To celebrate, I shall list off my ten favorite movies Alan made. This list may change in a year or two when I've seen even more of his movies, but for now, these are my top ten. All titles are linked to my reviews.
1. Branded (1950) A conman (Robert Keith) persuades a drifting loner (Alan Ladd) to impersonate the long-lost son of a wealthy rancher (Charles Bickford) to acquire his fortune. But the drifter comes to care about the family and sets out to find their real son for them. It's unlike any other western I've ever seen, ad I mean that in the best way possible. Refreshingly non-usual!
2. Shane (1953) A stubborn farmer (Van Heflin) hires a drifting stranger (Alan Ladd) to work on his farm. The stranger turns out to be a fairly famous gunman who uses his deadly prowess to protect the farmer and his family from a bullying rancher who wants to push them off their land. This is probably Ladd's most famous movie now, and with good reason -- he fits the role with a comfortable grace seldom equaled.
3. And Now Tomorrow (1944) A wealthy young woman (Loretta Young) lost her hearing in an illness. Though her family and fiance (Barry Sullivan) try to convince her she needs to accept her condition, a young doctor (Alan Ladd) with an experimental treatment holds out hope that she could regain her hearing. This is probably the first Alan Ladd movie I ever saw part of -- I watched most of it on AMC back in the 1990s, but didn't get to see the ending. Raymond Chandler wrote the screenplay, and he just happens to be my favorite author. I also really liked the book by Rachel Field that it's based on.
4. The Great Gatsby (1949) F. Scott Fitzgerald's classic story gets a film noir twist. A successful gangster (Alan Ladd) buys a new house across the water from an old flame (Betty Field) whose husband (Barry Sullivan) is having an affair with the wife (Shelley Winters) of a gas station owner (Howard da Silva). The gangster's next-door neighbor (Macdonald Carey) just happens to be the old flame's cousin, and he helps reunite them. Alan Ladd's own life story mirrored Jay Gatsby's in many ways, and I've yet to see another portrayal of Gatsby as haunting and heartfelt as Ladd's.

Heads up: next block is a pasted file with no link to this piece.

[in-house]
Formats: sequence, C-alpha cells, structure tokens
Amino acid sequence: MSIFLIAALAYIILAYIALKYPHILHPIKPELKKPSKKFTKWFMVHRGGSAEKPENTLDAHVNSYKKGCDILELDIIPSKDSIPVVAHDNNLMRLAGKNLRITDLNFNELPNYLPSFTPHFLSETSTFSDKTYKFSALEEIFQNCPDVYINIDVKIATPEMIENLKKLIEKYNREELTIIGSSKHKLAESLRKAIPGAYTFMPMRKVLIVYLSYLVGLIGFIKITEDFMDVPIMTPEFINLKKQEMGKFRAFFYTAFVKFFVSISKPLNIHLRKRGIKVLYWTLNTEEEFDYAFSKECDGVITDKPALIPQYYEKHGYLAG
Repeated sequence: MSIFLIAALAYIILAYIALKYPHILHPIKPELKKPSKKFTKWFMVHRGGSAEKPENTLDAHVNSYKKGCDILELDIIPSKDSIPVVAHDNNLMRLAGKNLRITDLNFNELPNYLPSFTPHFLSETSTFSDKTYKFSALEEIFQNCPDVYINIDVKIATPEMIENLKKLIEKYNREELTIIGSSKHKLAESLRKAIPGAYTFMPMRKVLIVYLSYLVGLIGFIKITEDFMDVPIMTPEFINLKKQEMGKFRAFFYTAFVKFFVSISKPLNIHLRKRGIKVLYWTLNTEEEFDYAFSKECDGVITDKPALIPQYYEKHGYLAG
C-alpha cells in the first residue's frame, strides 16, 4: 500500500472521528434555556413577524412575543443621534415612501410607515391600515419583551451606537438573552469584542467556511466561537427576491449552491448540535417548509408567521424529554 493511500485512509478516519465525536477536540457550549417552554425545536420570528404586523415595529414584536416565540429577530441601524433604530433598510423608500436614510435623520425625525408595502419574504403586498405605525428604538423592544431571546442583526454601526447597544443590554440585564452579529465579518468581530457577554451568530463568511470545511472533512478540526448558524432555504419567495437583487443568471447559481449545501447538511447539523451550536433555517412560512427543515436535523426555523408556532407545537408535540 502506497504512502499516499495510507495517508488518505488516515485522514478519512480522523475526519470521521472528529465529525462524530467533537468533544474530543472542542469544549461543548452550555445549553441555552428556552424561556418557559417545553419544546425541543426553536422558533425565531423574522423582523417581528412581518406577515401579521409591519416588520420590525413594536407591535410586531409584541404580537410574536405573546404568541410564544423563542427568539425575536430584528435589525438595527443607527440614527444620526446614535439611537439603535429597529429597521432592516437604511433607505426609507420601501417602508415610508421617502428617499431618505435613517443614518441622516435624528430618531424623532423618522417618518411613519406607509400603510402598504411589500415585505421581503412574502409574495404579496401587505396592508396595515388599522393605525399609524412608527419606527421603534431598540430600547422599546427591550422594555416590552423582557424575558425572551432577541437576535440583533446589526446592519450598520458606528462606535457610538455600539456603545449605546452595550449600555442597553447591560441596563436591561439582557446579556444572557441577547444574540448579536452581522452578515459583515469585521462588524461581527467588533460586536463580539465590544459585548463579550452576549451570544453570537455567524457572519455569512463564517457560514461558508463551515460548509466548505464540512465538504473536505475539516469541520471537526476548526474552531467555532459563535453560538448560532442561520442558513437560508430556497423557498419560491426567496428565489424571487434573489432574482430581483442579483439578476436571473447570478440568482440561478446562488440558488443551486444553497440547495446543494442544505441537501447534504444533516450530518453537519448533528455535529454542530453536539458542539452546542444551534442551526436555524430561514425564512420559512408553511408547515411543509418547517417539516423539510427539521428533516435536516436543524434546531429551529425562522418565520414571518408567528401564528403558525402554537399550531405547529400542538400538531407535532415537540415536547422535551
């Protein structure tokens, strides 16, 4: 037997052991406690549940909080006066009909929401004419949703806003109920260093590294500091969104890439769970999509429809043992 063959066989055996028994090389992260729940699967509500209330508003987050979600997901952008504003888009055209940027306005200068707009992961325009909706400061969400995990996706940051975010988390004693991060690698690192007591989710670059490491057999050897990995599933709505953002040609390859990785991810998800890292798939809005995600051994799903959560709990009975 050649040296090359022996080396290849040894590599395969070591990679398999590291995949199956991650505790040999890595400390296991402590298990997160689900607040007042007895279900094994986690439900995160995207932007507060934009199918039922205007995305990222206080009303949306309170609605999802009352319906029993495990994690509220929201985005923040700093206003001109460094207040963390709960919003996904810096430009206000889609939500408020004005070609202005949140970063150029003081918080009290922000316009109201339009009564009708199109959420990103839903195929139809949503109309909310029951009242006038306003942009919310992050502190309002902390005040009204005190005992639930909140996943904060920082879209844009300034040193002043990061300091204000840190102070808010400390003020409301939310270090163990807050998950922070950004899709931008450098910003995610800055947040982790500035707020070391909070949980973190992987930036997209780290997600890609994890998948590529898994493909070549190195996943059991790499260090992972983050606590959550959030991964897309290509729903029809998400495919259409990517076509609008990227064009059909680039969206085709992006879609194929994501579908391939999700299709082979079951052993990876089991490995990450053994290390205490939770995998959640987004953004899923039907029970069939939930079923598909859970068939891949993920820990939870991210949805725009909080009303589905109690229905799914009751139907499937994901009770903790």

5. This Gun for Hire (1942) A remorseless killer-for-hire (Alan Ladd) gets double-crossed by employer (Laird Cregar) and teams up with a singing magician (Veronica Lake) who is helping the government stop the same guy from selling American military secrets to the enemy. This is the movie that turned Ladd into a star, and it's not hard to see why -- he's riveting.
6. The Blue Dahlia (1946) A weary veteran (Alan Ladd) returns home and finds his wife (Doris Dowling) is cheating on him with a nightclub owner (Howard da Silva). He leaves her to go stay with his buddies (William Bendix and Hugh Beaumont), but when she turns up dead, he's the prime suspect. The nightclub owner's wife (Veronica Lake) tries to help him solve the mystery before the cops nab him. It's the only original screenplay written by my favorite author, Raymond Chandler, and its dialog sizzles delightfully.
7. China (1943) An American oil supplier (Alan Ladd) and his buddy (William Bendix) are selling oil to the Japanese, who have invaded China in the early days of WWII. A teacher (Loretta Young) begs them to help her transport some students to safety, and the cynic slowly comes to care about people and causes other than himself. Also, Alan Ladd's costume in this was a direct inspiration for Indiana Jones' costume, which is just cool.
8. Whispering Smith (1948) A railroad detective (Alan Ladd) discovers that his longtime best friend (Robert Preston) is stealing from the railroad. To complicate matters, he used to be in love with the woman who ended up marrying his best friend. This is the movie that made me fall in love with Alan Ladd.
9. The Proud Rebel (1958) A widowed father (Alan Ladd) with a mute son (David Ladd) gets hired by a farmer (Olivia de Havilland) to help repair her run-down farm and keep a greedy rancher (Dean Jagger) from seizing her land. When he learns of a possible cure for his son's muteness, he sells the boy's beloved dog to raise the money for the operation, with heart-breaking results. I love the scenes between Alan and his son David -- they're very sweet and natural together.
10. The Glass Key (1942) A crooked politician (Brian Donlevy) falls in love with another politician's daughter (Veronica Lake), but she falls in love with the politician's right-hand man (Alan Ladd). When the politician gets accused of murdering the girl's brother, his right-hand man vows to clear his name, and there's nothing, not even a merciless beating at the hands of a sadist (William Bendix), that will stop him from doing so. While filming this movie, Ladd and Bendix became best pals, their friendship reportedly beginning when Bendix failed to pull a punch soon enough and knocked Ladd cold during filming.
This is my third entry for the Alan Ladd Blogathon I've been hosting all weekend. Check out the master list here for all the other entries!
And, once again, happy birthday, dear Alan Ladd. Thank you for all the joy you've brought me, and here's to many more hours spent watching your films.